Opposition leader Zak Kirkup has backed the state government’s decision to enter a five-day lockdown, hitting back at internet trolls in the process.
Opposition leader Zak Kirkup has backed the state government’s decision to enter a five-day lockdown after a hotel security guard tested positive to the UK variant of coronavirus, hitting back at internet trolls in the process.
The state is almost 24 hours into a five-day lockdown after a man in his 20s working at the Four Points by Sheraton hotel in Perth’s CBD tested positive for the virus on Friday.
More than 3,100 Western Australians have been tested for COVID-19 in the past 24 hours, including a number of the man's 66 close contacts, who remain in quarantine for 14 days.
During a press conference this afternoon, Mr Kirkup urged those critical of his decision to support the measures taken by the state government to “grow up” and act in the best interests of the community.
“I will continue to support and endorse the advice of the state’s chief health officer,” Mr Kirkup said.
“The Liberal Party aren’t ‘swamp rats’ that deserve the abuse that is being thrown around online.
“We can handle it, but the reality is that you are detracting from the important message that needs to be out there, and that’s to work together to respond to the restrictions together and help keep each other safe together.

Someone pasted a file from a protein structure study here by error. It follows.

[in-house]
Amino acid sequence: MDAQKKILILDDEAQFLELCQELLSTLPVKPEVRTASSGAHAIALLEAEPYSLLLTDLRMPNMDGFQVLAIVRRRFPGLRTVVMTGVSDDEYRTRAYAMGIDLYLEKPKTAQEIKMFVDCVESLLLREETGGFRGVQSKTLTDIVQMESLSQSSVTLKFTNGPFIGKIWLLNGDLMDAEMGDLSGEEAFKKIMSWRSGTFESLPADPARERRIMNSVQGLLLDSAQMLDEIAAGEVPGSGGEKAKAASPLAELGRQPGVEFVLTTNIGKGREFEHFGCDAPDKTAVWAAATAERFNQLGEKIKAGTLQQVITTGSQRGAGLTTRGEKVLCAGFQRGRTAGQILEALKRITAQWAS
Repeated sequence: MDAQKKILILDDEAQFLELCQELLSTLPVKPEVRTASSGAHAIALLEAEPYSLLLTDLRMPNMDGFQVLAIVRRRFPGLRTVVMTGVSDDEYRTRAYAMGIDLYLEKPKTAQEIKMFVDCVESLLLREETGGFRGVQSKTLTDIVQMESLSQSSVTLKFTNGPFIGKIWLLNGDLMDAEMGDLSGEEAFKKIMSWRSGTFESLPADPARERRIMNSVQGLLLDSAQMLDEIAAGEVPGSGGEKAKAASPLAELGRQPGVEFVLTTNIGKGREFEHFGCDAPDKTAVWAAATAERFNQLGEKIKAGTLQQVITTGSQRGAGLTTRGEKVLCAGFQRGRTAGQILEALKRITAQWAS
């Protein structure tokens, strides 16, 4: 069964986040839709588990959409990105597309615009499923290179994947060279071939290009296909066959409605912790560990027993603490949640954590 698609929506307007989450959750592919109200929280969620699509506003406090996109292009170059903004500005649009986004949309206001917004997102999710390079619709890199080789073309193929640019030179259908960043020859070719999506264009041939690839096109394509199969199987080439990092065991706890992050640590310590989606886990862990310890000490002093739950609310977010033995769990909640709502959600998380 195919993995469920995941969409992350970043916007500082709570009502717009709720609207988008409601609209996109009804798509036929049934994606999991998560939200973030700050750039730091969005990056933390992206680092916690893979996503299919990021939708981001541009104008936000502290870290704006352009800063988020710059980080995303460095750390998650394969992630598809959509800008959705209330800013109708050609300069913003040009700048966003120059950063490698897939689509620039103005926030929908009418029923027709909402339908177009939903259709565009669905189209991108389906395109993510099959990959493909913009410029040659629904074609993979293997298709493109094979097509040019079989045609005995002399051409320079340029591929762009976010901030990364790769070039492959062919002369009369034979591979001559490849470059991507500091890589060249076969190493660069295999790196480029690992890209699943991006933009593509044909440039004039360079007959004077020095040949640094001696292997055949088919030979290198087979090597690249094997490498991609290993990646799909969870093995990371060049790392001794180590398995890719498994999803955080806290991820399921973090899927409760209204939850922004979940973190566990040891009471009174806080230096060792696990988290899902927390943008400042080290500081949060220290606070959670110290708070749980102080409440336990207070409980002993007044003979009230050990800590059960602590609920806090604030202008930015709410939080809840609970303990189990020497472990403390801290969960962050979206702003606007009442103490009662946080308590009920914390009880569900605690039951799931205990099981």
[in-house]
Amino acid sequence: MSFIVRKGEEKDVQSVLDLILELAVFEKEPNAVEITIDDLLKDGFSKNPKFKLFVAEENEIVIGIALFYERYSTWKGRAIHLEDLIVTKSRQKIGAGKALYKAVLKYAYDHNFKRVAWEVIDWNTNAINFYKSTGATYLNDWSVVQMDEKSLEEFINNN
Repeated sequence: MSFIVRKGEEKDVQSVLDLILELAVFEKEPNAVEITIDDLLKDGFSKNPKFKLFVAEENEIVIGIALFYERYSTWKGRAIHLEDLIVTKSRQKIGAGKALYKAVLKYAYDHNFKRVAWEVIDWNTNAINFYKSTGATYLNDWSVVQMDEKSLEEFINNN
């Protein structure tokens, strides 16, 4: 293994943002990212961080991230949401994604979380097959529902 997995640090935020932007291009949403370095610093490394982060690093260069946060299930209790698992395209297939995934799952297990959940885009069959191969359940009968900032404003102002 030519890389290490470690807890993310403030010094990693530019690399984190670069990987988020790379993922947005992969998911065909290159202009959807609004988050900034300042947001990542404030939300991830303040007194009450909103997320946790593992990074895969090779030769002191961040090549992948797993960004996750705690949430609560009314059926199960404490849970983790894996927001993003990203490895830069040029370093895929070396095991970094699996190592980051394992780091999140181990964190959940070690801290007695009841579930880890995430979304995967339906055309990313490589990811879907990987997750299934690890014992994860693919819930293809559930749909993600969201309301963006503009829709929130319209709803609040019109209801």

“The WA government has had the longest time of any government in the country to prepare for what we’re dealing with.
“It has had the longest time to prepare to deal with a potential outbreak, so we should trust in its preparation and ability to respond to this.”
Mr Kirkup did, however, reiterate his calls for an independent inquiry into the state’s handling of the coronavirus situation, as the party has done for the better half of a year.
The Liberal Party has offered to work constructively in full cooperation with the government to help keep WA safe, saying the most important thing now was to make sure the restrictions were followed, he said.
“I understand that the public have questions about why there hadn’t been daily saliva testing and why those on the frontline were able to have second jobs; the system is not perfect,” Mr Kirkup said.
“But I would appeal to the public to respond to the directions; the first priority should be to keep each other safe.”